They earned raves in New York and London—even a smitten Queen Elizabeth II had one “horse” lead a Windsor Castle cavalry parade. The 120-pound equine puppets of the World War I play “War Horse” are the creations of Basil Jones and Adrian Kohler and their South Africa-based Handspring Puppet Co. Giving each puppet life falls to a three-person team with acting, dancing, and gymnastics skills. “The big scenes are choreographed, but aside from that the puppeteers have some freedom,” Kohler says. Each individual has a role—the head, heart, or hind—but works collectively to create the horse’s movement and sounds. It’s grueling: Four teams rotate among the principal horses, Joey and Topthorn, and seven others to ease the burden, and a physical therapist travels with the show. “One of the rules of puppetry is that the puppeteer is almost always uncomfortable,” says cast member and Tustin High grad Brian Robert Burns, “but it’s like being in a devotional state to give yourself over completely to the puppet.”
1 • Tail Kohler originally used a polystyrene packing material, but it lacked durability. He replaced it with white paper that has to be painted. Each tail is a mix of 10 colors, and each puppet has its own color palette.
2 • The Hind Burns says this role is the “engine” of the puppet. Each hind leg is operated by an attached ski pole. Atop each pole is a bike handbrake, which moves the tail—squeezing one brake flicks the tail side to side, and squeezing the other moves it up and down.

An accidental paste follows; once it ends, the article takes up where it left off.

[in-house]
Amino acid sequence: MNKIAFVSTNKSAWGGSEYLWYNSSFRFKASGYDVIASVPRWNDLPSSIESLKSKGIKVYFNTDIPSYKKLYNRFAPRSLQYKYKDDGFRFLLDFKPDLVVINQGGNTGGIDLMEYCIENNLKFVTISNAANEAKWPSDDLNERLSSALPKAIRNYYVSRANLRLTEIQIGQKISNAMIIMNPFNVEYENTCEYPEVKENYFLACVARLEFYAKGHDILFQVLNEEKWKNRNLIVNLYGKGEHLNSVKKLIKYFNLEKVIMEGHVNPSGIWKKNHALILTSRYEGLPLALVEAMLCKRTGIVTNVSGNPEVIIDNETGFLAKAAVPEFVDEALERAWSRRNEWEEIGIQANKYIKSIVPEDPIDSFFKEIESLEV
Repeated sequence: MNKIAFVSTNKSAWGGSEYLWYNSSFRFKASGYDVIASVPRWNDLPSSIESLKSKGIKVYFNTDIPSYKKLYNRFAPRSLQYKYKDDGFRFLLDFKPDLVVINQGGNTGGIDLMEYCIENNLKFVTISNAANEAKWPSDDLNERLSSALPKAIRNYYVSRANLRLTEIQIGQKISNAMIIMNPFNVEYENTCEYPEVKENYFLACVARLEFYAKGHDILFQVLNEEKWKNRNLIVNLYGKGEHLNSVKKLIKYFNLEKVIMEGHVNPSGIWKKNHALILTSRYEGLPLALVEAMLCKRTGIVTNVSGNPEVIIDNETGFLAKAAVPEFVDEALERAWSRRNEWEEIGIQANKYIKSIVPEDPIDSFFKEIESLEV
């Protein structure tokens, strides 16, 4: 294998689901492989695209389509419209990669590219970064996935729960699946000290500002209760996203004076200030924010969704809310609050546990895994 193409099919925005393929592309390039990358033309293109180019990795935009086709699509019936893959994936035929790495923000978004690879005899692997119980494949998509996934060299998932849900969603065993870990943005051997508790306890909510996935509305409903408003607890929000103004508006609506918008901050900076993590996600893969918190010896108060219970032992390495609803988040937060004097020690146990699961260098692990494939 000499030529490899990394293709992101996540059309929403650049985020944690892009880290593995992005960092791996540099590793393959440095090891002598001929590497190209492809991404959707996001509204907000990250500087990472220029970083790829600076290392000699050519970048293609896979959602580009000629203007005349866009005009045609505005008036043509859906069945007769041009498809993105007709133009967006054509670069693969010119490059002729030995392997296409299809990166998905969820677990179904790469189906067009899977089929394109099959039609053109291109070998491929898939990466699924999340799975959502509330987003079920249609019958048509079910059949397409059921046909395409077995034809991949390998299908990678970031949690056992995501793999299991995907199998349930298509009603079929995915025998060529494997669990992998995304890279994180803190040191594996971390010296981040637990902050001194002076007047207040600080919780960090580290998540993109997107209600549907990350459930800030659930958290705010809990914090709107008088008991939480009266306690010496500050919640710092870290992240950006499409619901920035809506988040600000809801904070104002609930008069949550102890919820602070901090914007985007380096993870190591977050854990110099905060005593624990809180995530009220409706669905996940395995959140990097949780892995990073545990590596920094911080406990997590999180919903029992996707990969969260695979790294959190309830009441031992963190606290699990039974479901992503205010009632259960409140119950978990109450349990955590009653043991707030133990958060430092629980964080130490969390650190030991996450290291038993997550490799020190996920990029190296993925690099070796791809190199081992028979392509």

3 • Body Kohler likens the horse to a 3-D drawing, an effect achieved with the cane exoskeleton. The nylon mesh “skin” allows the puppeteers to see outside. An aluminum bridge under the horse’s spine between the puppeteers supports riders.
4 • The Heart Breathing convinces audiences that a puppet has life, Kohler says. With each bend of his knees, the puppeteer manning the front legs makes the chest rise and fall. Moderate lunges show exertion, while deep bends signal exhaustion.
5 • Ears Made of leather, they can rotate 180 degrees via a handle outside the horse’s head. The handle has a lever for each ear and a third to extend the animal’s head. “Ear movements are small, but they can be a huge part of telling the story,” says puppeteer Danny Yoerges, who operates the head.
6 • The Head An actor guides the horse, using one hand to operate the ear and head controls, while the other holds a padded handle on the animal’s cheek. “It’s pretty rudimentary,” Yoerges says. “It makes the horse look like he’s hearing, smelling, and seeing things.”
“War Horse” runs Jan. 22 through Feb. 3 at the Segerstrom Center for the Arts, 600 Town Center Drive, Costa Mesa. 714-556-2787, scfta.org
This article originally appeared in the January 2013 issue of Orange Coast magazine.